The Baker's Wifeby Erin Healy
Before Audrey was the baker's wife, she was the pastor's wife. Then a scandalous lie cost her husband a pastoral career. Now the two work side-by-side running a bakery, serving coffee, and baking fresh bread. But the hurt still pulls at Audrey.See more details below
Before Audrey was the baker's wife, she was the pastor's wife. Then a scandalous lie cost her husband a pastoral career. Now the two work side-by-side running a bakery, serving coffee, and baking fresh bread. But the hurt still pulls at Audrey.
- Nelson, Thomas, Inc.
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Meet the Author
Erin Healy is the bestselling coauthor of Burn and Kiss (with Ted Dekker) and an award-winning editor for many bestselling authors. She owns WordWright Editorial Services, a consulting firm specializing in fiction book development. She is a member of American Christian Fiction Writers and Academy of Christian Editors. Her novels include such thrilling stories as Never Let You Go, The Baker’s Wife, and Stranger Things. She and her family live in Colorado.
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Read an Excerpt
THE BAKER'S WIFE
By ERIN HEALY
Thomas NelsonCopyright © 2011 Erin Healy
All right reserved.
The day Audrey took a loaf of homemade rosemary-potato bread to Cora Jean hall was the day the fog broke and made way for spring. Audrey threw open the curtains closest to the dying woman's bedside, glad for the sunshine after months of gray light.
Audrey moved quietly down the hall into the one-man kitchen, where she sliced the bread into toast, brewed tea, then leaned out of the cramped space to offer some to Cora Jean's husband, Harlan. He refused her without thanks and without looking up from his forceful tinkering with an old two-way radio. Over the past month, his collection of CBs and receivers had overtaken the small living room. His grieving had started long ago and was presently in the angry stage. Clearly, he loved his wife. The retired pharmacist dispensed her medications with faithful precision but didn't seem to know what else to do. If not for the radios, Audrey believed, he might have wandered the house helplessly and transformed from smoldering to explosive.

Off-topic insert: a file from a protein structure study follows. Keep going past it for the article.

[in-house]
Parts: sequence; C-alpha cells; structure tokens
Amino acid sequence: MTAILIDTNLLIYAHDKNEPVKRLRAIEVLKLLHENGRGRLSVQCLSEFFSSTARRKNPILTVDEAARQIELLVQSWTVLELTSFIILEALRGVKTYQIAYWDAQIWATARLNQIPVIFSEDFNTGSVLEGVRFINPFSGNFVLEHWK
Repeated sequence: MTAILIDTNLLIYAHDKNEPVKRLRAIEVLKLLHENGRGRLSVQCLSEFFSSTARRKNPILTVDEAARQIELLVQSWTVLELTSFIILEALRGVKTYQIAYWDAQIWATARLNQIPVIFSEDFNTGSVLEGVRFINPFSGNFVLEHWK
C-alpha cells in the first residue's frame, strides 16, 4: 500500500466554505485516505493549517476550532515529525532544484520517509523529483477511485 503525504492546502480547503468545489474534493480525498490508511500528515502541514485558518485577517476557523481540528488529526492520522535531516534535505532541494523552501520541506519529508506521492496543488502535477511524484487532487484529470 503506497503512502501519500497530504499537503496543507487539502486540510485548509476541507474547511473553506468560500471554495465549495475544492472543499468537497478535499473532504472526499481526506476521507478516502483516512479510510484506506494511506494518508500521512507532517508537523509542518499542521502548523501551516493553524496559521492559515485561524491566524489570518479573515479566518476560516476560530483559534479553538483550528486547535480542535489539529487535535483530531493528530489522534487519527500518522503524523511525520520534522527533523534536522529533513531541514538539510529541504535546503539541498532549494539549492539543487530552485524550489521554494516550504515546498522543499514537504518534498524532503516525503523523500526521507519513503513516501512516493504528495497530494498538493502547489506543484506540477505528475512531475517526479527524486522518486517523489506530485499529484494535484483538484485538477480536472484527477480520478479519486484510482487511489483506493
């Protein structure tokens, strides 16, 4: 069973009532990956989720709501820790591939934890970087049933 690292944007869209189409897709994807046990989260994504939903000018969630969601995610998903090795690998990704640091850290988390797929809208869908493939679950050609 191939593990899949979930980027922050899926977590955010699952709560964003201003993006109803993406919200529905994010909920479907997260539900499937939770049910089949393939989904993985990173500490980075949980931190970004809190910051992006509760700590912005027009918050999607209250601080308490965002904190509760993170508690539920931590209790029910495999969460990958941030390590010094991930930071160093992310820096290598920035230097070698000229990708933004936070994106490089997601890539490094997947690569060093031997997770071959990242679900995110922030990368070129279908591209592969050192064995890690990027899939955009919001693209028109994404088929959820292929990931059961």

As Audrey arranged the snack on a tray, one of her earrings slipped out of her lobe and clattered onto a saucer, just missing the hot tea. She rarely wore this pair because one or the other was always falling out, but Cora Jean liked the dangling hearts with a rose in the middle of each. The inexpensive jewelry had been a gift to the women of the church on Mother's Day last year.
She put the earring back in her ear, then carried the tray to Cora Jean's room, settled onto an old dining room chair by the bed, and steered their conversation toward happy topics.
Cora Jean was dying of pancreatic cancer, the cancer best known for being unsurvivable. Audrey sat with the woman in the late stages of her illness for many reasons: because she believed that people who suffered shouldn't be left alone; because she was a pastor's wife and embraced this privilege that came with the role; because Cora Jean reminded Audrey of her own beloved mother.
She also went to the woman's home because she couldn't not go. In the most physical, literal sense, Audrey was regularly guided there, directed by an unseen arm, weighty and warm, that encircled her shoulders and turned her body toward the halls' house every week or so. A voice audible only to her own ears would whisper, Please don't leave me alone today. It was no pitiful sound, and Audrey never resented it, though from time to time it surprised her. In these moments she thought, though she had never dared to try it, that if she applied her foot to the gas pedal and took her hands off the wheel, her car would take her wherever God wanted her to be.
This five-years familiar experience had not always involved Cora Jean, but others like her, so Audrey had long since stopped questioning how it happened. The why of it was clear enough: Audrey was called by God to be a comforter, and she was glad for the job.